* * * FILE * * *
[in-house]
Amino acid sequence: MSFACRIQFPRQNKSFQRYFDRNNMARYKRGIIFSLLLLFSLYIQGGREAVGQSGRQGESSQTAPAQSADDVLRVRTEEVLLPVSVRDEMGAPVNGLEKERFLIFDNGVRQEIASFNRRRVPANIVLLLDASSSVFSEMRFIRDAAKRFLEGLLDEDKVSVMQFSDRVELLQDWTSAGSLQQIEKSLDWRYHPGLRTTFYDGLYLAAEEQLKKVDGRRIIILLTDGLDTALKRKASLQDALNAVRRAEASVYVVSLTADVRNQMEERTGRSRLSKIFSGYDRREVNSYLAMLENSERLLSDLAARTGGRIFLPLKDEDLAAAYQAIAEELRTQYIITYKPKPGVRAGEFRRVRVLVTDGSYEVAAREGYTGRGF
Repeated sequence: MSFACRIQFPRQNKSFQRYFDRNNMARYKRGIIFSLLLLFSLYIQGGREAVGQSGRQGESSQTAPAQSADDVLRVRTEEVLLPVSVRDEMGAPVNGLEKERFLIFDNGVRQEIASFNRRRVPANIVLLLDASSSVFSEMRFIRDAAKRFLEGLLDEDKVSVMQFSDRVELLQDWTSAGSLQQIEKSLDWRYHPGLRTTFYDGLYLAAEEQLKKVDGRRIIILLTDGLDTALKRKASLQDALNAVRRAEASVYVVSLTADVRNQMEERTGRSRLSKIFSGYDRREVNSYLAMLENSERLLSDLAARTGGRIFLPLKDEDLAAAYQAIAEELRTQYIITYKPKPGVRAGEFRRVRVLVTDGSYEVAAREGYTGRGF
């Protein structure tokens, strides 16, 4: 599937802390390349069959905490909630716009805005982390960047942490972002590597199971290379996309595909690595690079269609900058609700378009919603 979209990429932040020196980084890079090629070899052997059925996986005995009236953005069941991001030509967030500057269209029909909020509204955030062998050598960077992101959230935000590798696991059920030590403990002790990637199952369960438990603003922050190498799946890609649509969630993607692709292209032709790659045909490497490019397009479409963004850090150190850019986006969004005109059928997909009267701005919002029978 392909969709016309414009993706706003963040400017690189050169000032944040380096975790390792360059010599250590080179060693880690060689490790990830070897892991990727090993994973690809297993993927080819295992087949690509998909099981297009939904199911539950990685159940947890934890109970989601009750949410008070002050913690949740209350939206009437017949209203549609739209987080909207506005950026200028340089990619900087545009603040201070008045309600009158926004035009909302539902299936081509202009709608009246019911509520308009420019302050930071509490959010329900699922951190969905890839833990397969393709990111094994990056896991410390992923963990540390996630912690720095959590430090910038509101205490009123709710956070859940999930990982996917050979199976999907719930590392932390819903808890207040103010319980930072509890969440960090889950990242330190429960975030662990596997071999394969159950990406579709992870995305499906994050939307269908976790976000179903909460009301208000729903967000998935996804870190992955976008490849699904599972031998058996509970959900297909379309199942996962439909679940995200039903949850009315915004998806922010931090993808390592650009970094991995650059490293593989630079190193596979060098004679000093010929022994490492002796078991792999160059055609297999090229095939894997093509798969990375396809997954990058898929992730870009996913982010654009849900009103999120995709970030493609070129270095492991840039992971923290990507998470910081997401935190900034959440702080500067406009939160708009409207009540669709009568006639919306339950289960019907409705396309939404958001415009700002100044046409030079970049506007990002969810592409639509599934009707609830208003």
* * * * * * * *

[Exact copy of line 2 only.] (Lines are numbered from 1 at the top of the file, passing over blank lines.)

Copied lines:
Amino acid sequence: MSFACRIQFPRQNKSFQRYFDRNNMARYKRGIIFSLLLLFSLYIQGGREAVGQSGRQGESSQTAPAQSADDVLRVRTEEVLLPVSVRDEMGAPVNGLEKERFLIFDNGVRQEIASFNRRRVPANIVLLLDASSSVFSEMRFIRDAAKRFLEGLLDEDKVSVMQFSDRVELLQDWTSAGSLQQIEKSLDWRYHPGLRTTFYDGLYLAAEEQLKKVDGRRIIILLTDGLDTALKRKASLQDALNAVRRAEASVYVVSLTADVRNQMEERTGRSRLSKIFSGYDRREVNSYLAMLENSERLLSDLAARTGGRIFLPLKDEDLAAAYQAIAEELRTQYIITYKPKPGVRAGEFRRVRVLVTDGSYEVAAREGYTGRGF